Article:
Is your travel site ready for the holiday rush? Last minute performance tips
Tinsel, turkey and travel…
For most Brits, the Christmas double issue of the Radio Times, its two-week TV schedule bisected by a thickly tempting travel supplement, heralds not only the start of the festive entertainment but also the run-up to the New Year peak holiday booking season. Online travel providers are already busy populating their platforms with offers in time for the traditional post-Christmas fray but if travellers are to confidently browse and buy next year’s early-bird bargains without a hitch, performance needs to be at the top of every travel site’s tick list.
According to ABTA, 89% of holidaymakers booked a holiday online in the last year up to August 2015. Online booking is now the primary channel not just for pick’n’mix travel essentials like airline tickets and insurance but also for complete holiday packages – flights, accommodation and transfers. UK travellers appear not to have not been put off by this year’s political landscape, either. Earlier this year, TUI Group reported strong demand for summer mainstream holidays, with online bookings on the rise overall.
That said, people are inclined to invest more time and energy into researching their holidays before buying – naturally enough, given the relatively high-value nature of the transaction, compared to other online purchases – leading to a greater incidence of cart abandonment. Which is why it’s more important than ever for online travel providers to ensure that poor web performance doesn’t exacerbate abandonment rates. Real world load testing is essential, as is the 24/7 provision of performance monitoring – including mobile journeys – but there are some last-minute changes you can make to ensure tip-top performance at peak periods.
1. Strip your site of non-essentials
Give your site the best possible chance of optimal performance by stripping out any non-essential features. If you focus on delivering core functionality, you’ll be more likely to deliver better speeds, stock control and customer experience at busy times. For a travel-based site, this could mean removing an entire holiday category just for the duration of the sale period. Boden pioneered this approach a few years ago and now regularly disables a number of power features during its peak sales hours.
2. Weed out hi-res images
It’s not uncommon for extra images to be added over the crucial sales period – often bloated pictures that contribute to traffic problems. It’s worth checking that you are not double-seeing images, which sometimes happens where two files are served with each picture: a thumbnail and a hi-res version that may have been displayed on a previous version of the site and still remains, thanks to some residual HTML.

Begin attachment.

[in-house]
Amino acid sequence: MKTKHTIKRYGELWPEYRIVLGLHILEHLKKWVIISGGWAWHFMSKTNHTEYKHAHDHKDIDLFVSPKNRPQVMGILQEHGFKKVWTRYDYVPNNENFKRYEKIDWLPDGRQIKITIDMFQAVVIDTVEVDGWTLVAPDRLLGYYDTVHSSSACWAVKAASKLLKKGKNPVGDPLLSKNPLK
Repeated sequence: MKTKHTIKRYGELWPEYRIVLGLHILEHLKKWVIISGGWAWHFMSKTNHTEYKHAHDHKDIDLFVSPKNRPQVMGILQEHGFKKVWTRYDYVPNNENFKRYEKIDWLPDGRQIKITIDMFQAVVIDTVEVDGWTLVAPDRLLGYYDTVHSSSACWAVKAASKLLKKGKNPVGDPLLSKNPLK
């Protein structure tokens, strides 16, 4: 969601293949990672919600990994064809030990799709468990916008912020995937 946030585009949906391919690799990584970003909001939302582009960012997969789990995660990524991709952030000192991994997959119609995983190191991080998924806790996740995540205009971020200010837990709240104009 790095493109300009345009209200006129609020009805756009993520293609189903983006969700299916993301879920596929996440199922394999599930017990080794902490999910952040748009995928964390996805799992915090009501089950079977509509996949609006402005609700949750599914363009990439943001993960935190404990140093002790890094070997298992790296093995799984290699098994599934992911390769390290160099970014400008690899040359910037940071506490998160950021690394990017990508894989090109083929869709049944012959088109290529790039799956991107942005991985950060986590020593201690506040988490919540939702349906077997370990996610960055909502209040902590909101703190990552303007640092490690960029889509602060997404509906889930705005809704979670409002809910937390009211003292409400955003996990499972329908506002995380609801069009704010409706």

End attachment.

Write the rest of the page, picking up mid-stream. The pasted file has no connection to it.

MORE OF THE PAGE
3. Check your CDN
Double check CDN (content distribution network) provider setup to make sure the cache is being used. CDNs are great tools but they don’t always deliver what you need straight out of the box. During some of our own Black Friday load testing exercises, we’ve seen even big name CDNs fail to perform – too-rapid traffic spikes can overwhelm a CDN node, for instance, and the intended traffic-spreading mechanisms don’t help. Check our CDN tips on how to avoid performance pitfalls.
4. Ditch the hangers-on
Disable any unnecessary third party scripts or tags – if third parties go down, they might take your site with them. Third-party bulk in web pages is becoming troublesome on some sites and is one of the top three reasons for slow-to-load pages. Often marketing teams request extra tags and third-party features be added, completely unaware of the impact they are having on page speed. Check out our advice on avoiding third-party performance failures and get in touch if you urgently need a last-minute audit of your third-party bulk.
5. Accelerate performance
Do check your web acceleration tools if they’ve been installed for a while; ideas of what constitutes best practice change constantly and what might have been recommended 18 months ago could be defunct. If your accelerator is ‘sharding’, for instance, it may be not helping much at all. Some accelerators are great in theory, but in reality don’t help in the majority of cases.
thinkTRIBE has lots of free, well-researched, experience-based resources online – why not take a look at some of the travel industry tips in our beach-ready travel blog and sign up for our monthly blog round up newsletter while you’re at it!